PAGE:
The United Nations Humanitarian Coordinator for Somalia expressed grave concern today at the latest spike in violence in the capital, Mogadishu, which has killed at least 80 civilians and forced more than 8,000 others to flee their homes since the start of the month.
Mark Bowden, who is also the UN Resident Coordinator in Somalia, said the most recent fighting has been focused in northern Mogadishu, especially the districts of Heliwa, Yaaqshiid and Wardhiigleey.
“I am alarmed by the large number of casualties emanating from recent fighting,” he said in a statement released today, adding that “civilians continue to bear the brunt of conflict and insecurity in the country.”
The worst of the latest fighting between Government forces and al-Shabaab militiamen is reported to have occurred on 10 February, when 24 people died and nearly 160 others had to be hospitalized with war-related injuries.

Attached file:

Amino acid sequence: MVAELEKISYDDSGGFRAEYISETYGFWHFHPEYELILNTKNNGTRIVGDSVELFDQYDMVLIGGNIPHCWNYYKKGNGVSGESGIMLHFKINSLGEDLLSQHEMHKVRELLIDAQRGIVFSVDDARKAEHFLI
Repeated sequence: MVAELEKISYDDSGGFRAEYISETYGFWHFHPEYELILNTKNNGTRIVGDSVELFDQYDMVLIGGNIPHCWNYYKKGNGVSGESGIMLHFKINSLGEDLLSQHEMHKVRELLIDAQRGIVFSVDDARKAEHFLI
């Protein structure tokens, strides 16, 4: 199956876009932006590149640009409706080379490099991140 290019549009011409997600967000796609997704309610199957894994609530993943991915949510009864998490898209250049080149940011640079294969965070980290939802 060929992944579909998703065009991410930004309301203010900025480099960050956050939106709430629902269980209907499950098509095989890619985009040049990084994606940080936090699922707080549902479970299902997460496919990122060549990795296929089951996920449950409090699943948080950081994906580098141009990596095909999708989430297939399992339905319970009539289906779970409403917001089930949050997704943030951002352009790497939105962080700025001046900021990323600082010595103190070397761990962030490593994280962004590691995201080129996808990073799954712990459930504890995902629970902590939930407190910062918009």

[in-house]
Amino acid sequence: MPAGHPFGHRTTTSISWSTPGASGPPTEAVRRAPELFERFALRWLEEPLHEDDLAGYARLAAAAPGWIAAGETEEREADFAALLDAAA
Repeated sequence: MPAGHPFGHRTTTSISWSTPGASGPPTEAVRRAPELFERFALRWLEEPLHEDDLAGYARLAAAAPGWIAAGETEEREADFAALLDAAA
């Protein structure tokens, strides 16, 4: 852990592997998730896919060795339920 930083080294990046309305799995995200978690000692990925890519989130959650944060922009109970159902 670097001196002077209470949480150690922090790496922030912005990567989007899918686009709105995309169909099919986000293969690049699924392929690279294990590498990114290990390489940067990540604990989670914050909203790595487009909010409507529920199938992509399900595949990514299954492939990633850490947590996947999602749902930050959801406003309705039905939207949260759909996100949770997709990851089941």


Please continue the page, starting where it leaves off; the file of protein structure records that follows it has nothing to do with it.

About a third of the people fleeing the fighting have moved to other neighbourhoods within Mogadishu, but the majority have moved out of the city to the so-called Afgooye corridor, a strip of makeshift shelters which stretches 30 kilometres west of the capital and is already home to an estimated 366,000 internally displaced persons (IDPs).
Mr. Bowden appealed today to the parties to the conflict to minimize risks to civilians by abiding by international humanitarian law.
Mogadishu is among the most war-wracked parts of Somalia, where about 1.4 million people are internally displaced and millions more live in neighbouring countries such as Kenya. Somalia has not had a functioning national government since 1991.